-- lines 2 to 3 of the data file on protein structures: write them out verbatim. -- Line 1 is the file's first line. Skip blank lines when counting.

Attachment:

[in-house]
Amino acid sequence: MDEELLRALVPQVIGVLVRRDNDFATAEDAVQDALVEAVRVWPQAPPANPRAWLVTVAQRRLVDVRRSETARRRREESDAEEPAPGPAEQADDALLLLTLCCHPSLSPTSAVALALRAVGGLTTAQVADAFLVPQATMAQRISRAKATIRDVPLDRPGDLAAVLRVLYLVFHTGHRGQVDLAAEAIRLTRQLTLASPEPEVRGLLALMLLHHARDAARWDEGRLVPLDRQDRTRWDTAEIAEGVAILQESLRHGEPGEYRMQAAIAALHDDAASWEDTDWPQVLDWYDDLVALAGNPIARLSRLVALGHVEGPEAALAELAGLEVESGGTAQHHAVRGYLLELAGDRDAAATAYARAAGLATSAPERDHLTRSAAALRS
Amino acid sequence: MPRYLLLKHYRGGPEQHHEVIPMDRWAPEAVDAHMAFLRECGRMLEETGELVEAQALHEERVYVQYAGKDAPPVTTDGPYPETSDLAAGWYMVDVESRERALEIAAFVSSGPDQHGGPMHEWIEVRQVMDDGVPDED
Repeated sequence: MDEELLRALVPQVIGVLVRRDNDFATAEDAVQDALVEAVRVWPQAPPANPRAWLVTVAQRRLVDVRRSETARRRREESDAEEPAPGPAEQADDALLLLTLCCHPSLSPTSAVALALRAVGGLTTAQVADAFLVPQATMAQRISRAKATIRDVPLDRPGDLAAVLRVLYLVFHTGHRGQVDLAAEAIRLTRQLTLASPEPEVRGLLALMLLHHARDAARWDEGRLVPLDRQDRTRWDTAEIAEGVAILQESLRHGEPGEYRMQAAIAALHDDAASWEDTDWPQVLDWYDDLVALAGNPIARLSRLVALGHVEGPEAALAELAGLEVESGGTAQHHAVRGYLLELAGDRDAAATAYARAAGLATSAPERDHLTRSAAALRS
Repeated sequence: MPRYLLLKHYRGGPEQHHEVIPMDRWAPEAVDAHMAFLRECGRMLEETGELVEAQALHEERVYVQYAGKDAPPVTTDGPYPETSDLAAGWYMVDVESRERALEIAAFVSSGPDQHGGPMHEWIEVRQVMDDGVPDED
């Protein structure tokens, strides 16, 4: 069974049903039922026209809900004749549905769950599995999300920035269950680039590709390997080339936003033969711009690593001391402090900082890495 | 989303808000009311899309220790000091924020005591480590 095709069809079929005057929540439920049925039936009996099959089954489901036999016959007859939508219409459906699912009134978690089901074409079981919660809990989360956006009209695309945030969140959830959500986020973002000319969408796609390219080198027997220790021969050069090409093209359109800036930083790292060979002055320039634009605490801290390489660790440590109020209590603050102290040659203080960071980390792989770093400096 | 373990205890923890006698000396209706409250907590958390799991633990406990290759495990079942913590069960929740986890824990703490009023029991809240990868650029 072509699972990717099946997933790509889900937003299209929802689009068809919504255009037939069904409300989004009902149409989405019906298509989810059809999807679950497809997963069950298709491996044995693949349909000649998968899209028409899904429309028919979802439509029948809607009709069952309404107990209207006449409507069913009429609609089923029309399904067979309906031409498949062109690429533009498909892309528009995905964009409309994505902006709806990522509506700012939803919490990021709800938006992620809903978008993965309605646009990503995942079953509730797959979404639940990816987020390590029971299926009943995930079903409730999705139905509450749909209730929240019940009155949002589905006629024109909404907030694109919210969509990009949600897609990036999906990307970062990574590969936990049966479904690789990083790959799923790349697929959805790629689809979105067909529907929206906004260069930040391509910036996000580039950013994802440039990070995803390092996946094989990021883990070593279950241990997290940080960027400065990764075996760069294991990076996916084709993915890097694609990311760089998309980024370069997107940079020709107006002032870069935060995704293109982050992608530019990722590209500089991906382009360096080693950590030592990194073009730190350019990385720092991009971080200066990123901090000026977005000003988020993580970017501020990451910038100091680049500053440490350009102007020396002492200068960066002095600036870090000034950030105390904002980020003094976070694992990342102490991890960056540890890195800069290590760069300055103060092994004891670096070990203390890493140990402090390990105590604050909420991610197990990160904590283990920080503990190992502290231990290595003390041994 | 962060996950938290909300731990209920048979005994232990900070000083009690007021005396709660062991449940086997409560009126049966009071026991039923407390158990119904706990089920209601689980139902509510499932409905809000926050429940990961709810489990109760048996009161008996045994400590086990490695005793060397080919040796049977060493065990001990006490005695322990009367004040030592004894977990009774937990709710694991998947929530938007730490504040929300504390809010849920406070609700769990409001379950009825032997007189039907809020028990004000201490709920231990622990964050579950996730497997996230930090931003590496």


Amino acid sequence: MDEELLRALVPQVIGVLVRRDNDFATAEDAVQDALVEAVRVWPQAPPANPRAWLVTVAQRRLVDVRRSETARRRREESDAEEPAPGPAEQADDALLLLTLCCHPSLSPTSAVALALRAVGGLTTAQVADAFLVPQATMAQRISRAKATIRDVPLDRPGDLAAVLRVLYLVFHTGHRGQVDLAAEAIRLTRQLTLASPEPEVRGLLALMLLHHARDAARWDEGRLVPLDRQDRTRWDTAEIAEGVAILQESLRHGEPGEYRMQAAIAALHDDAASWEDTDWPQVLDWYDDLVALAGNPIARLSRLVALGHVEGPEAALAELAGLEVESGGTAQHHAVRGYLLELAGDRDAAATAYARAAGLATSAPERDHLTRSAAALRS
Amino acid sequence: MPRYLLLKHYRGGPEQHHEVIPMDRWAPEAVDAHMAFLRECGRMLEETGELVEAQALHEERVYVQYAGKDAPPVTTDGPYPETSDLAAGWYMVDVESRERALEIAAFVSSGPDQHGGPMHEWIEVRQVMDDGVPDED